Winnipeg Free Press - PRINT EDITION

Paddling season is here -- are you ready?

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One of the joys of southern Manitoba's highly variable climate is paddlers can never quite predict when or even if they'll be able to get out on the water.

We've endured frigid Victoria Day long weekends where ice continues to hug the shore of Lake Winnipeg. We've experienced flood seasons where rivers have run high all spring and beach campsites are submerged all summer.

And this year, we're enjoying an exceptionally dry spring that opened up some rivers in the middle of March, at least to paddlers in possession of dry suits. Some seasonally navigable waterways may even be too low for canoes and kayaks -- and it isn't even May.

What this means is the time to get on the water is now. If you're feeling a little rusty when it comes to exercising your paddling muscles -- which would be your abdomen, not your arms -- here are a couple of ways to re-immerse yourself:

 

1. Go for a day paddle

If your canoe is covered with cobwebs and you can't remember where you left your paddle, you're probably not ready to circumnavigate the Aulneau Peninsula in Lake of the Woods. At least not this weekend.

Happily, Winnipeggers have four rivers at their disposal, all flowing rather lazily right now, especially considering the season. On Friday, the Red River in Winnipeg was is hovering around 7.1 feet James, which is half a metre below the Assiniboine Riverwalk and just above the Red's theoretical "normal summer level."

That means you won't encounter exceptional current on either the Red or Assiniboine, if you choose to tool around for a few hours on the city's larger rivers. But flows are likely too low already to paddle much of the Seine, except for the lower reaches in St. Boniface -- or if you don't mind pushing or pulling around obstacles.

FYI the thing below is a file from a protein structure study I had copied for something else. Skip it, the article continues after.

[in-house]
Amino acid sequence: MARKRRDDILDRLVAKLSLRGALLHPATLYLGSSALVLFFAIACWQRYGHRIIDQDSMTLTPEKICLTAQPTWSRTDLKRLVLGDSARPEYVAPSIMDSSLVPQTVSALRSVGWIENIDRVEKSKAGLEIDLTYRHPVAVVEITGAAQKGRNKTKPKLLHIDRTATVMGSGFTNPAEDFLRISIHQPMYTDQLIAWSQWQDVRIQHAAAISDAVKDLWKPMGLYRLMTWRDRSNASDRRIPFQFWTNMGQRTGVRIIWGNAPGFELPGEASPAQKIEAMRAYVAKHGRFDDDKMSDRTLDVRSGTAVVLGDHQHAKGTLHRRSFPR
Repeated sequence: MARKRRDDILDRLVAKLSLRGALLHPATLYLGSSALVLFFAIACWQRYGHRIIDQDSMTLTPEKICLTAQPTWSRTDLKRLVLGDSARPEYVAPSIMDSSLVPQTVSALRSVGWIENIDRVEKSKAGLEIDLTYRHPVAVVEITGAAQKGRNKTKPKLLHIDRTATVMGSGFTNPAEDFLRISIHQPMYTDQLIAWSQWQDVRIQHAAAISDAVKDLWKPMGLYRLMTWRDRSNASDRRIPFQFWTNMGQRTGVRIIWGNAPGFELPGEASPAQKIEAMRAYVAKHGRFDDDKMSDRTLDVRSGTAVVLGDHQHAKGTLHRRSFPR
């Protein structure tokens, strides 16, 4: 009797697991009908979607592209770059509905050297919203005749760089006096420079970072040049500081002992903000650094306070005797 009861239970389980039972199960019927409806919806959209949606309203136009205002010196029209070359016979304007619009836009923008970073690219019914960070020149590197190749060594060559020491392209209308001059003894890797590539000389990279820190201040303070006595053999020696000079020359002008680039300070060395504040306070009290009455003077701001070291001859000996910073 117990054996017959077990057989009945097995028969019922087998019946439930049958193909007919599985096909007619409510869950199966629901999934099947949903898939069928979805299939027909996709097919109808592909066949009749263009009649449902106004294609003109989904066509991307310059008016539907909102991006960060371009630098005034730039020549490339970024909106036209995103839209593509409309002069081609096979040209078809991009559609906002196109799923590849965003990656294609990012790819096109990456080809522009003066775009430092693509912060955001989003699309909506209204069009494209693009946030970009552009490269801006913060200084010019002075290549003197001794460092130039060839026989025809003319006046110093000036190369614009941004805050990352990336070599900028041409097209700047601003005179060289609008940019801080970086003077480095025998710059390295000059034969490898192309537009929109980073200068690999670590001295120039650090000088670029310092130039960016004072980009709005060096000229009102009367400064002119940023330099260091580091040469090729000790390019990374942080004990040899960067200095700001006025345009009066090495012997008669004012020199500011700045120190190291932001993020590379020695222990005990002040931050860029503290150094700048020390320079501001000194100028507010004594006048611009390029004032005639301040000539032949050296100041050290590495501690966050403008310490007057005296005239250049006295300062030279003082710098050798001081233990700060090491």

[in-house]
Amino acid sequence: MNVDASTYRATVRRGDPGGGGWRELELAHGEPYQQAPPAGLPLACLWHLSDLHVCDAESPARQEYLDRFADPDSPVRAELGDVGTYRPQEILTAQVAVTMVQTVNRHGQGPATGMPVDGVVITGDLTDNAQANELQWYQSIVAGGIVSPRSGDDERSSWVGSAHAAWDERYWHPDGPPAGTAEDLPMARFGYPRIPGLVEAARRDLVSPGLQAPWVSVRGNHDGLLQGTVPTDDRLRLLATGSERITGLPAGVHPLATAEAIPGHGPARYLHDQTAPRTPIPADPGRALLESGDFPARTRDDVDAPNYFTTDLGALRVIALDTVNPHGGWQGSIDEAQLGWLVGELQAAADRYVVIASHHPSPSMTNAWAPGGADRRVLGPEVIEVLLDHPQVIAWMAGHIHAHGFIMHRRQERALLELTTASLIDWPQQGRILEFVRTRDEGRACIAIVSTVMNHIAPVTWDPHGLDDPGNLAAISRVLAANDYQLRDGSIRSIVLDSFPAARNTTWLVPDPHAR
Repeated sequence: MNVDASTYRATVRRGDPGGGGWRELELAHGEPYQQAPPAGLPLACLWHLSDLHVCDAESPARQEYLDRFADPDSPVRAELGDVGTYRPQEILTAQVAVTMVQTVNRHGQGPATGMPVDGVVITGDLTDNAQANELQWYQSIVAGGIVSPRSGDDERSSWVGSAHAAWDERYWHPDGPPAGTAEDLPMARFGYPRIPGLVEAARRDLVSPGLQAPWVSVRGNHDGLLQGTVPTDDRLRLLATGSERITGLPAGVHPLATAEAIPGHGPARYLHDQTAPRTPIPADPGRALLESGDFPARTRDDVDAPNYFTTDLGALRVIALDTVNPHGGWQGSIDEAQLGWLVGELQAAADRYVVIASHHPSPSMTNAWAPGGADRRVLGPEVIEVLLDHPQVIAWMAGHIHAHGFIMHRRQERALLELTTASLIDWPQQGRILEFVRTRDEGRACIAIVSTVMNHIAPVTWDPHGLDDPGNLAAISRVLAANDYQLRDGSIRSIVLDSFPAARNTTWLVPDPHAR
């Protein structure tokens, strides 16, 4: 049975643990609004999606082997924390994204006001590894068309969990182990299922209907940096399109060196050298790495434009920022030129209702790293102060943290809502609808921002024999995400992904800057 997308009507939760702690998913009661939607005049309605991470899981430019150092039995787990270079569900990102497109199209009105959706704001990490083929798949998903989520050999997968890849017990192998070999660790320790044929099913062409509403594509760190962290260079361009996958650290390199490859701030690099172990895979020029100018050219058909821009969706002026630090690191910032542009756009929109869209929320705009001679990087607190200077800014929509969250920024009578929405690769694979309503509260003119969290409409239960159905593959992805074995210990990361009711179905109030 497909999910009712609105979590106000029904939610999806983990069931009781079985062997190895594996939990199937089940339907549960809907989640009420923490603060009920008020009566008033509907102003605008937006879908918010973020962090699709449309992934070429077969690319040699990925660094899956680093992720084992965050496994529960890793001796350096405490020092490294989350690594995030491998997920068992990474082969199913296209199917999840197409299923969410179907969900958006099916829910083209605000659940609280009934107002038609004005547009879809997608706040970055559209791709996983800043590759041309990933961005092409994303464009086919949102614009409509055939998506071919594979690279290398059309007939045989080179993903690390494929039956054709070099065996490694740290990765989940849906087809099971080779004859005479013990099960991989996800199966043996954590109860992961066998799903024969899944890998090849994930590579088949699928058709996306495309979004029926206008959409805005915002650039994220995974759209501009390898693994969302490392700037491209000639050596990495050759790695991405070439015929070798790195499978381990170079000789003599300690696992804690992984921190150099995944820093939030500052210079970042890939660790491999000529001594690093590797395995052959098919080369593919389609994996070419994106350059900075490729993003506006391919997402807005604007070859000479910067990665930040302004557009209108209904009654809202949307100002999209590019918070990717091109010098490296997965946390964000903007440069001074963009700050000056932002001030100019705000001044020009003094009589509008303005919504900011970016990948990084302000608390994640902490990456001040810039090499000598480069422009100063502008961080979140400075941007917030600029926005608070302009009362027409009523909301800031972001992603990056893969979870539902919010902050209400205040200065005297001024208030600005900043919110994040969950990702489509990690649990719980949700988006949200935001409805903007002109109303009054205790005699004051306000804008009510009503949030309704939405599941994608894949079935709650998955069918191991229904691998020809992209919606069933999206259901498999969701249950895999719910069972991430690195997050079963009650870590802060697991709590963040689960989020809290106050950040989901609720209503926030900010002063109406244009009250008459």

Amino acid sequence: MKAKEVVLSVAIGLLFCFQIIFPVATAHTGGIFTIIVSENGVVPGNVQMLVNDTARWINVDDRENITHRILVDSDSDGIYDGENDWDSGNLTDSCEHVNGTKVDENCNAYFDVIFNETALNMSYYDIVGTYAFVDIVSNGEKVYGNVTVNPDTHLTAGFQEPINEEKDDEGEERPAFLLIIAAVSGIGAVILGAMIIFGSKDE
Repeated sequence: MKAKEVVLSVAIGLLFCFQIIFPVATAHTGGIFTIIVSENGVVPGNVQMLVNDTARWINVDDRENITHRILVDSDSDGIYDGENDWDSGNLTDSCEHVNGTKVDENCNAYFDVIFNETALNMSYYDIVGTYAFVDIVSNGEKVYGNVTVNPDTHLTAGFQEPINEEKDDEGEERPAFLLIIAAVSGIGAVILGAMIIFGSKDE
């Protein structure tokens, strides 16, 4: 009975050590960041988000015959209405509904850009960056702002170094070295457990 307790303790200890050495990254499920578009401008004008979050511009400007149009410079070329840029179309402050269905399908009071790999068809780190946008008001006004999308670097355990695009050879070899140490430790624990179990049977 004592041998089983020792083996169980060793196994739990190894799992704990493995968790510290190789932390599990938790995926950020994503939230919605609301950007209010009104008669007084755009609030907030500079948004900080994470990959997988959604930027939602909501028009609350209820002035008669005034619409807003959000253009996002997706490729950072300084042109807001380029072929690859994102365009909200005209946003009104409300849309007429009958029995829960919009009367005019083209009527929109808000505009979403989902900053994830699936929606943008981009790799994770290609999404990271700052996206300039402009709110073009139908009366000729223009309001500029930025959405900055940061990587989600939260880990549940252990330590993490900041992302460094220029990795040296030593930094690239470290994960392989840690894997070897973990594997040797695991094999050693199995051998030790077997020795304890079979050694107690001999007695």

For a more scenic day-paddle alternative, there's almost always enough flow in La Salle River, all summer. Make a day of it by putting in at the town of La Salle and paddle east past La Barriere Provincial Park and Trappist Monastery Provincial Heritage Park to the confluence at the Red River. You're almost certain to see owls, eagles, merlins or other birds of prey along the banks of La Salle and may encounter large schools of carp and snapping turtles in the river itself.

At the Red, you can take out at St. Norbert Provincial Heritage Park or continue north along the Red. The Pony Corral on Pembina Highway already has its docks in the water, if you don't want to paddle all the way down to The Forks.

 

2. Check your gear

If you're planning a longer trip this spring or summer, take the time to make a gear checklist now.

Transport Canada requires your canoe or kayak to have 15-metres of buoyant safety rope or line and one bailer or pump. For canoes, the cheapest and most effective means of fulfilling the latter requirement is to cut the bottom off any plastic detergent jug that has a handle and then use a short rope and carabiner to secure that handle to any thwart. For kayaks, you probably want to purchase a pump.